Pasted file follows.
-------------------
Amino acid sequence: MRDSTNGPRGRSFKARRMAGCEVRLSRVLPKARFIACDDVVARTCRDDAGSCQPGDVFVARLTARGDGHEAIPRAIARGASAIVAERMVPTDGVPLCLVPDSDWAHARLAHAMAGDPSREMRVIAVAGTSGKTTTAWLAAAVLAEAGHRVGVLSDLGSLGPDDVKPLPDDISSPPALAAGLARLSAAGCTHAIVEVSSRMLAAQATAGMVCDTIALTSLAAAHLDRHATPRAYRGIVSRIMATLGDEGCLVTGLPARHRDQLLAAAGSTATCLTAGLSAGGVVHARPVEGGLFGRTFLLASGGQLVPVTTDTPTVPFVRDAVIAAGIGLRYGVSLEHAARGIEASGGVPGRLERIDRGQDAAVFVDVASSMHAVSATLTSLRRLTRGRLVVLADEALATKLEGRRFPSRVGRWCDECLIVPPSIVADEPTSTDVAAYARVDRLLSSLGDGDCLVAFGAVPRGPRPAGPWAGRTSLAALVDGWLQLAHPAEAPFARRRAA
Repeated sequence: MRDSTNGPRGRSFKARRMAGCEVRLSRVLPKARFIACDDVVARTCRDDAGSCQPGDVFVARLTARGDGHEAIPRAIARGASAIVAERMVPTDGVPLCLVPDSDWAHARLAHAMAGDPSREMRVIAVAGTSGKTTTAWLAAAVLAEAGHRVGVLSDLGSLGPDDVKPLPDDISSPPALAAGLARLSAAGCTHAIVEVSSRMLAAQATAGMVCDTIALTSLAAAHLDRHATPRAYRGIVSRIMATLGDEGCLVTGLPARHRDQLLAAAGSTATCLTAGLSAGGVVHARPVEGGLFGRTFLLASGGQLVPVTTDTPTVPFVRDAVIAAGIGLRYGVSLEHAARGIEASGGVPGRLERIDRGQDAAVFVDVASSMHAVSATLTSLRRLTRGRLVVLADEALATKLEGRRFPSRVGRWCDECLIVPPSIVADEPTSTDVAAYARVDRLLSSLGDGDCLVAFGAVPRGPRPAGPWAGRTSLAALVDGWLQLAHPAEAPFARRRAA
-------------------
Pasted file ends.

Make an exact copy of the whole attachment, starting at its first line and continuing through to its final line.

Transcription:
Amino acid sequence: MRDSTNGPRGRSFKARRMAGCEVRLSRVLPKARFIACDDVVARTCRDDAGSCQPGDVFVARLTARGDGHEAIPRAIARGASAIVAERMVPTDGVPLCLVPDSDWAHARLAHAMAGDPSREMRVIAVAGTSGKTTTAWLAAAVLAEAGHRVGVLSDLGSLGPDDVKPLPDDISSPPALAAGLARLSAAGCTHAIVEVSSRMLAAQATAGMVCDTIALTSLAAAHLDRHATPRAYRGIVSRIMATLGDEGCLVTGLPARHRDQLLAAAGSTATCLTAGLSAGGVVHARPVEGGLFGRTFLLASGGQLVPVTTDTPTVPFVRDAVIAAGIGLRYGVSLEHAARGIEASGGVPGRLERIDRGQDAAVFVDVASSMHAVSATLTSLRRLTRGRLVVLADEALATKLEGRRFPSRVGRWCDECLIVPPSIVADEPTSTDVAAYARVDRLLSSLGDGDCLVAFGAVPRGPRPAGPWAGRTSLAALVDGWLQLAHPAEAPFARRRAA
Repeated sequence: MRDSTNGPRGRSFKARRMAGCEVRLSRVLPKARFIACDDVVARTCRDDAGSCQPGDVFVARLTARGDGHEAIPRAIARGASAIVAERMVPTDGVPLCLVPDSDWAHARLAHAMAGDPSREMRVIAVAGTSGKTTTAWLAAAVLAEAGHRVGVLSDLGSLGPDDVKPLPDDISSPPALAAGLARLSAAGCTHAIVEVSSRMLAAQATAGMVCDTIALTSLAAAHLDRHATPRAYRGIVSRIMATLGDEGCLVTGLPARHRDQLLAAAGSTATCLTAGLSAGGVVHARPVEGGLFGRTFLLASGGQLVPVTTDTPTVPFVRDAVIAAGIGLRYGVSLEHAARGIEASGGVPGRLERIDRGQDAAVFVDVASSMHAVSATLTSLRRLTRGRLVVLADEALATKLEGRRFPSRVGRWCDECLIVPPSIVADEPTSTDVAAYARVDRLLSSLGDGDCLVAFGAVPRGPRPAGPWAGRTSLAALVDGWLQLAHPAEAPFARRRAA